Sweden's Death Toll Hits Zero, Media Calls It a Failure
The narrative is official, if you don't lock down your country, destroy civil liberties and the economy, you're a failure. Success in fighting the Wuhan Virus is measured in indefinitely prolonging the crisis, not in actually dealing with it.
The data is in: Sweden failed - Open Democracy
Sweden's daily tally of new COVID-19 cases falls to lowest since May - Reuters
Sweden's coronavirus death toll is now approaching zero, but experts are warning others not to hail it as a success - BI
Oh good, the experts. Those same ones who...
1. Say that Black Lives Matter riots don't spread the virus, but Reopen rallies and church and synagogues services do?
2. Said that we shouldn't wear masks before deciding that everyone should wear masks?
3. Thought sending coronavirus patients into nursing homes was a good plan?
A death rate approachimg zero sure sounds like a failure to the expert class.
Sweden’s daily tally of new COVID-19 cases fell to its lowest since late May on Tuesday, a sharp reversal from June when expanded testing fuelled record numbers in a country that drew global attention for its rejection of a lockdown.
Cases in the Nordic country have declined sharply over the past few days and on Tuesday only 283 new cases were recorded.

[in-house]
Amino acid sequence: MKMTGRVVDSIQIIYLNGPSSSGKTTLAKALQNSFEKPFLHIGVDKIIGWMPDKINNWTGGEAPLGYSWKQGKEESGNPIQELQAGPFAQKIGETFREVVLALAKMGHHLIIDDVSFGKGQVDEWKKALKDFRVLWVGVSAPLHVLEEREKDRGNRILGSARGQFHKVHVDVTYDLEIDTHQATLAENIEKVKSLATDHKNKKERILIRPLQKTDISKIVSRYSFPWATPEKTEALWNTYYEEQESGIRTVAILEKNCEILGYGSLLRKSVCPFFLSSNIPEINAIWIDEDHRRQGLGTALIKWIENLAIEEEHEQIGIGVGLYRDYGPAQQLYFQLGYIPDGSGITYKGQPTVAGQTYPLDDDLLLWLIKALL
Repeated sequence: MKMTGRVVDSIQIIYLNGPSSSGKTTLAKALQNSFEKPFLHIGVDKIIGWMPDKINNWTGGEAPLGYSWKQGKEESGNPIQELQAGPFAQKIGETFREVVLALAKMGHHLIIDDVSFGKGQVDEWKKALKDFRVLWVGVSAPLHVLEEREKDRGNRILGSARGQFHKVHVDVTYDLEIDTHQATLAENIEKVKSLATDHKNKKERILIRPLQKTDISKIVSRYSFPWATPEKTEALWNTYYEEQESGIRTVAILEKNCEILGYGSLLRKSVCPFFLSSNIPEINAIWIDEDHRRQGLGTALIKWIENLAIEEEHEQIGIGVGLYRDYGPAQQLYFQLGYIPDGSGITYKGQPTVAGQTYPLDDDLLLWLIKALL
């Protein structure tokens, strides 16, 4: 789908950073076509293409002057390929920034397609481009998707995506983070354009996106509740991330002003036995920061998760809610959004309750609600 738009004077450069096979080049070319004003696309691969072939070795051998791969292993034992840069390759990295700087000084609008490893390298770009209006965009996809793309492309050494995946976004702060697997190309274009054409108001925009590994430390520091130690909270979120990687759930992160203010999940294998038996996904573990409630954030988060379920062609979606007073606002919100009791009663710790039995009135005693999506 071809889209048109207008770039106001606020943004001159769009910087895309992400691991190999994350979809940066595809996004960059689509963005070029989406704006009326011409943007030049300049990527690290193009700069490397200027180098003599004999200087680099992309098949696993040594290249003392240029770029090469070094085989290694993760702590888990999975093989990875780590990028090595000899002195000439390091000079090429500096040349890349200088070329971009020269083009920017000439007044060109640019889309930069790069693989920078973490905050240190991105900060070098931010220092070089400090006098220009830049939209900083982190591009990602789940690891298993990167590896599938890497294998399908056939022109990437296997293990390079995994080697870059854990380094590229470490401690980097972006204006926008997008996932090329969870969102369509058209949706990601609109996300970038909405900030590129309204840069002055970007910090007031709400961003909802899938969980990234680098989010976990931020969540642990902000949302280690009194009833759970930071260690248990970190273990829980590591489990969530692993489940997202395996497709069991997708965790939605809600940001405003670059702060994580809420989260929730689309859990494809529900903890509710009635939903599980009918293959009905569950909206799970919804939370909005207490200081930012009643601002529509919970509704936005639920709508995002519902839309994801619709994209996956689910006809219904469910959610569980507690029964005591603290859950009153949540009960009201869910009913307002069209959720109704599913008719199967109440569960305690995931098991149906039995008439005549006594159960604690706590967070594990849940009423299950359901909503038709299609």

But... it's a failure.
By all accounts, Sweden's high rate of coronavirus deaths was evidence that the country had made a horrendous error. Sweden — which did not impose a strict lockdown — suffered 543 deaths per million of its population, compared to just 105 in neighboring Denmark. The Swedish death toll has been roughly 11 times worse than Norway's, on a per capita basis.
Sweden also has a higher percentage of minorities than Denmark. It has larger nursing homes where, once again, much of the dying occurred.
Yet coronavirus deaths in Sweden have fallen dramatically in recent days, and are now approaching zero. Between June 30 and July 6, Sweden recorded fewer than five deaths per day on all days but one.
The decline in newly diagnosed cases has been even more dramatic. In late June, Sweden diagnosed more than 1,800 people per day as COVID-19 positive. Today, just two weeks later, only one-sixth of that number are testing positive on a daily basis.
On paper, Sweden suddenly looks like a stunning — albeit late-running — success. But experts are warning that their recent spell of good news does not mean the country's no-lockdown plan was successful, or that other countries should follow its path.
Experts benefit from perpetuating a crisis.